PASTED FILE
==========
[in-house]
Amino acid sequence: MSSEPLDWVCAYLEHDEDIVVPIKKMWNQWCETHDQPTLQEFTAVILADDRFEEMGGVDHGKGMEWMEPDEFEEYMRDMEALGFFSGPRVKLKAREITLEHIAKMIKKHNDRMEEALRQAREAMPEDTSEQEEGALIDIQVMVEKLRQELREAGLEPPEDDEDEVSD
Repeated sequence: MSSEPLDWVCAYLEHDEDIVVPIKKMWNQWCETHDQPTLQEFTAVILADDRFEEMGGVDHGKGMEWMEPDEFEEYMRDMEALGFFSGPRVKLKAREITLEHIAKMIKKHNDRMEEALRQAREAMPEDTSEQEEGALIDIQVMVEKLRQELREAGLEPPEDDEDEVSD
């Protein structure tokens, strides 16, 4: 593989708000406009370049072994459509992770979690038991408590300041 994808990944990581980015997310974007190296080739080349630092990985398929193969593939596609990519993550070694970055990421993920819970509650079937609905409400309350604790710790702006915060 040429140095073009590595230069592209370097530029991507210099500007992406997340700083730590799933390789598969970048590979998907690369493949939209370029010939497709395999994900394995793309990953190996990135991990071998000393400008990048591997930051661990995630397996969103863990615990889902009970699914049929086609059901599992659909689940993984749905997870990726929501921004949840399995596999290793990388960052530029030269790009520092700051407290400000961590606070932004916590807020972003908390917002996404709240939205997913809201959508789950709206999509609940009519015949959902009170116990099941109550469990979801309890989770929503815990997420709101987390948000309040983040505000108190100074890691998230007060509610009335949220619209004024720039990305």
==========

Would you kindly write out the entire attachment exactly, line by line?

[in-house]
Amino acid sequence: MSSEPLDWVCAYLEHDEDIVVPIKKMWNQWCETHDQPTLQEFTAVILADDRFEEMGGVDHGKGMEWMEPDEFEEYMRDMEALGFFSGPRVKLKAREITLEHIAKMIKKHNDRMEEALRQAREAMPEDTSEQEEGALIDIQVMVEKLRQELREAGLEPPEDDEDEVSD
Repeated sequence: MSSEPLDWVCAYLEHDEDIVVPIKKMWNQWCETHDQPTLQEFTAVILADDRFEEMGGVDHGKGMEWMEPDEFEEYMRDMEALGFFSGPRVKLKAREITLEHIAKMIKKHNDRMEEALRQAREAMPEDTSEQEEGALIDIQVMVEKLRQELREAGLEPPEDDEDEVSD
């Protein structure tokens, strides 16, 4: 593989708000406009370049072994459509992770979690038991408590300041 994808990944990581980015997310974007190296080739080349630092990985398929193969593939596609990519993550070694970055990421993920819970509650079937609905409400309350604790710790702006915060 040429140095073009590595230069592209370097530029991507210099500007992406997340700083730590799933390789598969970048590979998907690369493949939209370029010939497709395999994900394995793309990953190996990135991990071998000393400008990048591997930051661990995630397996969103863990615990889902009970699914049929086609059901599992659909689940993984749905997870990726929501921004949840399995596999290793990388960052530029030269790009520092700051407290400000961590606070932004916590807020972003908390917002996404709240939205997913809201959508789950709206999509609940009519015949959902009170116990099941109550469990979801309890989770929503815990997420709101987390948000309040983040505000108190100074890691998230007060509610009335949220619209004024720039990305």